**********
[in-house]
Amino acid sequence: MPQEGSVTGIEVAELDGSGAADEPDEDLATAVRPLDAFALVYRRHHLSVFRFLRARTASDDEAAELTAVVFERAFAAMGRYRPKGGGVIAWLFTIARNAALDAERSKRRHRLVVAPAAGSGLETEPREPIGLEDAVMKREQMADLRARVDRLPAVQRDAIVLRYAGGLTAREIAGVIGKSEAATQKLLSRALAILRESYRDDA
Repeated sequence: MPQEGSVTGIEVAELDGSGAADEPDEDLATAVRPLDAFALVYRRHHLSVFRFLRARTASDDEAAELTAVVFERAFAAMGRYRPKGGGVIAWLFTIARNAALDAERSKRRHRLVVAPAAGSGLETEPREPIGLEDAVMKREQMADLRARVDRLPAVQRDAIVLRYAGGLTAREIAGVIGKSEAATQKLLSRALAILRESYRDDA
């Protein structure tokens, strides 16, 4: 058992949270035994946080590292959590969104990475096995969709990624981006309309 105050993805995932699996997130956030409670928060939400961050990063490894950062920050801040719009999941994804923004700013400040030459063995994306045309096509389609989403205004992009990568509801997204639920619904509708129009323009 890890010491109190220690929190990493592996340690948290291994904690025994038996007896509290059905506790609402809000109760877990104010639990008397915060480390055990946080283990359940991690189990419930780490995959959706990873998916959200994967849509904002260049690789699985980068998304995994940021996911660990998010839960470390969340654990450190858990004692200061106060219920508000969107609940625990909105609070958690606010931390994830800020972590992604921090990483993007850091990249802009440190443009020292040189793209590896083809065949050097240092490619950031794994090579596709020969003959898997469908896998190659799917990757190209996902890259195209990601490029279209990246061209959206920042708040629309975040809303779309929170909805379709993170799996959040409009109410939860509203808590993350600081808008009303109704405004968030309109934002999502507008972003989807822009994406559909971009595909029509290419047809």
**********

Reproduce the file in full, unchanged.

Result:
[in-house]
Amino acid sequence: MPQEGSVTGIEVAELDGSGAADEPDEDLATAVRPLDAFALVYRRHHLSVFRFLRARTASDDEAAELTAVVFERAFAAMGRYRPKGGGVIAWLFTIARNAALDAERSKRRHRLVVAPAAGSGLETEPREPIGLEDAVMKREQMADLRARVDRLPAVQRDAIVLRYAGGLTAREIAGVIGKSEAATQKLLSRALAILRESYRDDA
Repeated sequence: MPQEGSVTGIEVAELDGSGAADEPDEDLATAVRPLDAFALVYRRHHLSVFRFLRARTASDDEAAELTAVVFERAFAAMGRYRPKGGGVIAWLFTIARNAALDAERSKRRHRLVVAPAAGSGLETEPREPIGLEDAVMKREQMADLRARVDRLPAVQRDAIVLRYAGGLTAREIAGVIGKSEAATQKLLSRALAILRESYRDDA
């Protein structure tokens, strides 16, 4: 058992949270035994946080590292959590969104990475096995969709990624981006309309 105050993805995932699996997130956030409670928060939400961050990063490894950062920050801040719009999941994804923004700013400040030459063995994306045309096509389609989403205004992009990568509801997204639920619904509708129009323009 890890010491109190220690929190990493592996340690948290291994904690025994038996007896509290059905506790609402809000109760877990104010639990008397915060480390055990946080283990359940991690189990419930780490995959959706990873998916959200994967849509904002260049690789699985980068998304995994940021996911660990998010839960470390969340654990450190858990004692200061106060219920508000969107609940625990909105609070958690606010931390994830800020972590992604921090990483993007850091990249802009440190443009020292040189793209590896083809065949050097240092490619950031794994090579596709020969003959898997469908896998190659799917990757190209996902890259195209990601490029279209990246061209959206920042708040629309975040809303779309929170909805379709993170799996959040409009109410939860509203808590993350600081808008009303109704405004968030309109934002999502507008972003989807822009994406559909971009595909029509290419047809």